Published on Medium.
At the beginning of 2019, I shared a reflection about how to move off the seesaw of outrage and numbness that many of us find ourselves on these days. To my surprise, so many of you resonated with the image and guiding questions in that reflection, and used it in your own work and at your organizations. I’ve edited the image and guiding questions in light of conversations I have had and the helpful feedback I have received. I hope that this framework continues to be useful in your mid-year individual and organizational check-ins.
In our lives and as part of movements and organizations, many of us play different roles in pursuit of equity, liberation, inclusion, and justice.
Some of us are frontline responders who quickly and ably transition into rapid-response mode instinctively and organize resources, networks, and messages.
Some of us are healers who tend to the individual and intergenerational traumas of white supremacy, racism, colonialism, capitalism, patriarchy, and nativism.
Some of us are community storytellers and artists, binding the past and the present, channeling the histories and experiences of our ancestors to shed light on what is possible today.
Some of us are natural bridge builders who can work across divisions with patience and compassion.
Some of us are proud disruptors who speak up and take action — especially when it is uncomfortable and risky.
Some of us are caregivers who provide nourishment to organizers, exude concern and love, and create a community of care.
Some of us are visionaries, with the ability to find, articulate, and reconnect us to our north star, even when we cannot clearly see the sky.
And others of us are builders who are actively developing the ideas, the structures, and the scaffolding for our organizations and movements.
Not all of us can (or should) play each of these roles. We might also find ourselves falling into different roles depending on personal and external circumstances. Or, we might be observers and supporters from the side from time to time. An effective, healthy, and sustainable social change ecosystem requires different actors to play these roles, and often, at different times.
Here are some guiding questions to use along with the image above.
- What role(s) do I feel comfortable and natural playing, and why? What role(s) make me come alive, and why? Are there any differences between these two responses for me to explore?
- What role(s) am I often asked to step into by others? How do I feel about assuming those roles?
- What is the impact of these roles on me physically, energetically, emotionally, and spiritually? Is there an impact on others as a result?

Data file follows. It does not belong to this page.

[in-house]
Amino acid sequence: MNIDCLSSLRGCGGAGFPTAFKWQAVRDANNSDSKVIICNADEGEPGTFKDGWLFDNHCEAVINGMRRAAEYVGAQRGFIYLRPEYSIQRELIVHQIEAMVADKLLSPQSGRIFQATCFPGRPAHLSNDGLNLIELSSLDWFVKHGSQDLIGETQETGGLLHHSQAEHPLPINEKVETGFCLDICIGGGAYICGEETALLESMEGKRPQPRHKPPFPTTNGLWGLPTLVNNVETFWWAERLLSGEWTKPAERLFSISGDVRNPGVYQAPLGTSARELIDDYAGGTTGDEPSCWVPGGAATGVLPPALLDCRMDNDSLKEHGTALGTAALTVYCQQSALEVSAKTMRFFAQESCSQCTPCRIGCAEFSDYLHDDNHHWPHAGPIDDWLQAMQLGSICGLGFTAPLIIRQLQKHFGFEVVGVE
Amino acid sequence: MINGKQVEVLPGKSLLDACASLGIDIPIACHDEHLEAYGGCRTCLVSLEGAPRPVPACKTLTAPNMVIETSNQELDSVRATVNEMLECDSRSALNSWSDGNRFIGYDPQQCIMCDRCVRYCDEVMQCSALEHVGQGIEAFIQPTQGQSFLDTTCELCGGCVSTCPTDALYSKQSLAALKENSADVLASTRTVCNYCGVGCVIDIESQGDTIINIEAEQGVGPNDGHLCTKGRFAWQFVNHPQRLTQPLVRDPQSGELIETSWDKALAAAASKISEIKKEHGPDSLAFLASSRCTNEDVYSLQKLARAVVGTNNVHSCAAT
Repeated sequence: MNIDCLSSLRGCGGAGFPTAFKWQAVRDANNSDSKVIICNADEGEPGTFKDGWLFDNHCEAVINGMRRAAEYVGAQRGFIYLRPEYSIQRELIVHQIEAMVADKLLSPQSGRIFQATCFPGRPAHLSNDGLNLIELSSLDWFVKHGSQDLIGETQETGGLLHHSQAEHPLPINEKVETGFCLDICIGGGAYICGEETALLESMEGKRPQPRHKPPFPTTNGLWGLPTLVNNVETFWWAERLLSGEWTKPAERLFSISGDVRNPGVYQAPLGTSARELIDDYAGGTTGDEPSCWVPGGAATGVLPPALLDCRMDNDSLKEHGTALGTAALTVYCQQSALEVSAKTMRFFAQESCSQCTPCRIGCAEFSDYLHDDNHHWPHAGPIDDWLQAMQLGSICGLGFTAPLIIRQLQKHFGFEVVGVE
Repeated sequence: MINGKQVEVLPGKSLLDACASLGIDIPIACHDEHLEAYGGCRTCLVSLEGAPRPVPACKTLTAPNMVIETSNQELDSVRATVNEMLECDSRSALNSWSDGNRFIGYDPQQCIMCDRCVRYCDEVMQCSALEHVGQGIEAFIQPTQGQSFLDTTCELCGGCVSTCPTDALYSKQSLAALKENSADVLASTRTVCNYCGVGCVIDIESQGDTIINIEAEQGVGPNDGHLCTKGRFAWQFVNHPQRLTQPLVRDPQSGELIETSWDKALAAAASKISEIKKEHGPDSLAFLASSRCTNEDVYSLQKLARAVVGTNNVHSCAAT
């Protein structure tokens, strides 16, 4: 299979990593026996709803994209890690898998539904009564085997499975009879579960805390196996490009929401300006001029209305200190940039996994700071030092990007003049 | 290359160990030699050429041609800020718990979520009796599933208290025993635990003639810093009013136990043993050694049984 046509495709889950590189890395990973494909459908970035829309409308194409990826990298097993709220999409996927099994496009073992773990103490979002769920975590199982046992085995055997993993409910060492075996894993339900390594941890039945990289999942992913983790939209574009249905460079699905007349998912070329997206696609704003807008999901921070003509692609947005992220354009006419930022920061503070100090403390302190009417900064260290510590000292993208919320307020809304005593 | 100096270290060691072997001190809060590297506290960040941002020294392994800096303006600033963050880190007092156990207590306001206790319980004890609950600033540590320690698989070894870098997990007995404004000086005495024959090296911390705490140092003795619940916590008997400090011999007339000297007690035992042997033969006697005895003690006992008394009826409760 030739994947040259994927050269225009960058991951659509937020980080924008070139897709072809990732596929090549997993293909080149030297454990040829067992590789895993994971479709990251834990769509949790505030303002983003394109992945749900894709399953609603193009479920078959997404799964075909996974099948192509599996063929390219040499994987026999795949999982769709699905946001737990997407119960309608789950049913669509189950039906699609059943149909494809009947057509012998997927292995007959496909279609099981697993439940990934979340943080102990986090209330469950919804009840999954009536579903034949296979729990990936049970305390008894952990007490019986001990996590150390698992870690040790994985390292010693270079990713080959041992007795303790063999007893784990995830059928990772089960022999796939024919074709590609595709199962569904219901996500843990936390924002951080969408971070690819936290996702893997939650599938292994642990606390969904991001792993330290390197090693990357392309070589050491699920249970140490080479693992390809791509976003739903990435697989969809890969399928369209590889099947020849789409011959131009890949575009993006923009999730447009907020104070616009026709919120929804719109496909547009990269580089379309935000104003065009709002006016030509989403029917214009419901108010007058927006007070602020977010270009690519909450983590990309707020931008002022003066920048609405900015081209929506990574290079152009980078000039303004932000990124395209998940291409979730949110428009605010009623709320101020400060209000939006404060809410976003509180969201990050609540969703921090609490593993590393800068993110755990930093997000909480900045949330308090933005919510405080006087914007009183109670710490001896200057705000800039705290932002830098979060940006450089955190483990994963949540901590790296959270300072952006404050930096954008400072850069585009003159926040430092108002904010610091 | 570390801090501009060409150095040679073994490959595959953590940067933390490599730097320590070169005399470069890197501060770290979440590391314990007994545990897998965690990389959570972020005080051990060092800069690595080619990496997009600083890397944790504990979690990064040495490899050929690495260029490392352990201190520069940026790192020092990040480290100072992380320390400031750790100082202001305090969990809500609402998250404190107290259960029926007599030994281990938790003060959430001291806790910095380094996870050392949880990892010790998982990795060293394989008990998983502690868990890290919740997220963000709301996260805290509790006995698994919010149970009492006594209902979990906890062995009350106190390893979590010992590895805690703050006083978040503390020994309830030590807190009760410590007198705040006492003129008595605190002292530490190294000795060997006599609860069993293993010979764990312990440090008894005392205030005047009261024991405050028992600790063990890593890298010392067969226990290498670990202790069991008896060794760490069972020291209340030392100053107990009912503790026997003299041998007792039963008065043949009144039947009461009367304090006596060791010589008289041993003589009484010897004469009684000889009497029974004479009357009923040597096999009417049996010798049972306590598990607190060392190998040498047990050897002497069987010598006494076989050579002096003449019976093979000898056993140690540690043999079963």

- How can I stretch myself? Where can I take bolder risks, especially if I hold different forms of privilege? What do I need to learn more about before I do that, and who can teach me how to do that?
- Am I visioning and dreaming in my role? Or am I caught in a cycle of repetition and redundancy, or compromise and sacrifice? How can I generate creativity and innovation?
- How do I move through different roles without feeling like I have to pick just one in order to be effective? At the same time, how can I make sure that I’m not a wanderer or a short-term amateur? Or positioning myself as an expert within a silo?
- If I work in or adjacent to the non-profit and movement ecosystem, how am I holding onto purpose especially given the pulls and contradictions of purity (proving “wokeness”), productivity (maintaining constant performance and output at the cost of overwork, replication, martyrdom, and low impact), personality (the over-emphasis on celebrity activism and social media relevancy), and perfectionism (expecting to get it right all the time and being afraid to own up to mistakes)?
- When (and not if) I make mistakes, how do I acknowledge them and course correct without feeling like I’ve failed?
- Who is my support system — the people who hold me accountable in a compassionate way? Write their names into the various roles if they play them, or on the sides. How can I widen this community? What have I asked of them in terms of support?
Organizations could answer the same questions with an eye towards understanding and assessing how they function as part of a campaign, coalition, network, or ecosystem, and how they can course correct or deepen their impact.
People and groups, from non-profits to teachers to students to “professional” activists, have used the image and guiding questions at staff meetings and retreats as well as to aid with your own personal reflections and check-ins. I hope you’ll do so as well! And, if you have feedback, I’d love to hear it. Please drop me a line at firstname.lastname@example.org.